Jack might be a polished, Harvard-educated lawyer on paper, but everyone in the down-at-the-heels, if picturesque, village of Onset, Massachusetts, knows his real job: moving people on the run from powerful enemies. The family business is smooth sailing, as they fill up Onset's holiday homes during the town's long, drowsy off-season and help clients shed their identities in preparation for fresh starts. But when Elena, Jack's former flame makes an unexpected return to town, her arrival upends Jack's routine existence.
If you, like me, lament the absence in modern-day Hollywood of the whip-smart neo-noir thrillers that flourished in the 1990s...then I have great news for you. It comes in the form of Dwyer Murphy’s second novel, The Stolen Coast, which offers all the abundant pleasures of those films, and more. Of course, many of those movies, like After Dark, My Sweet and Out of Sight, were themselves based on classic noir novels, and Murphy’s follow-up to his strong debut, An Honest Living, makes a convincing case for inclusion on that shelf. It’s a twisty, enthralling heist yarn, sure, but what strikes you most is the confidence ... The significant delights in “The Stolen Coast” lie not so much in how it all unfolds or unravels but in the dance between this intoxicating pair: their sly words, their weighted glances and their worthless promises.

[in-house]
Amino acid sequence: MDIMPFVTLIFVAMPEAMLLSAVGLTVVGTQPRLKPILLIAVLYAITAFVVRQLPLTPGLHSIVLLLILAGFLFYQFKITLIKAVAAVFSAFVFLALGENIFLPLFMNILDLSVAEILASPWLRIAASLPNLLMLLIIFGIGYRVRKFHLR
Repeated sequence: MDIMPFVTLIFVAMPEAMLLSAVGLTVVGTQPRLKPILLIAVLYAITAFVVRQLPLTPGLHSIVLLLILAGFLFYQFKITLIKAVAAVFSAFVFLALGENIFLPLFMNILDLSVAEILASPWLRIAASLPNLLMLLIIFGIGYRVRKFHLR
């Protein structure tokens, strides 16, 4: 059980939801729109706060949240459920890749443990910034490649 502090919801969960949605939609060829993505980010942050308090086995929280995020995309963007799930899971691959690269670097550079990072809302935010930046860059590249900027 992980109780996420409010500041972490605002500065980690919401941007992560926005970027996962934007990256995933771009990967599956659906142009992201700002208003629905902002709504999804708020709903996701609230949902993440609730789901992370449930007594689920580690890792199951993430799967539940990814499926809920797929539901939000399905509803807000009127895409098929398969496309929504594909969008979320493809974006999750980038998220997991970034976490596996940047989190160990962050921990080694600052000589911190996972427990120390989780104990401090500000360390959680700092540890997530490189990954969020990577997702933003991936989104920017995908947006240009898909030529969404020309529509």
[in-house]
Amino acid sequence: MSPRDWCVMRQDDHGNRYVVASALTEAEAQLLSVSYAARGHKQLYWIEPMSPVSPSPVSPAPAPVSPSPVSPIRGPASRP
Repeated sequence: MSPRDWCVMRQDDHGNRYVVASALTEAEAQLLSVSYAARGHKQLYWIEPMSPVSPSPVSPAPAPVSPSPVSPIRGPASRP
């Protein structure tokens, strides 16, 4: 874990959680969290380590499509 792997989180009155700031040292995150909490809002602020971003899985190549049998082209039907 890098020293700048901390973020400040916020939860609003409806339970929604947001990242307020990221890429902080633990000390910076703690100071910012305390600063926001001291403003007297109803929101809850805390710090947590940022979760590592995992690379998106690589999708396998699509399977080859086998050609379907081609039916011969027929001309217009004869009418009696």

Dwyer Murphy's novel, The Stolen Coast would make a perfect noir, especially if Golden Age idols Robert Mitchum and Jane Greer could be resurrected to play the leads ... Murphy has the lonely saxophone notes of noir down cold in his writing.
Murphy seamlessly moves The Stolen Coast into a solid plot about con games, heists and disappearances ... His breezy style keeps The Stolen Coast churning, adding levity when the plot turns dark while serving the labyrinth story. Murphy’s elegant plotting, established in his 2022 debut An Honest Living, shows he is an author to watch.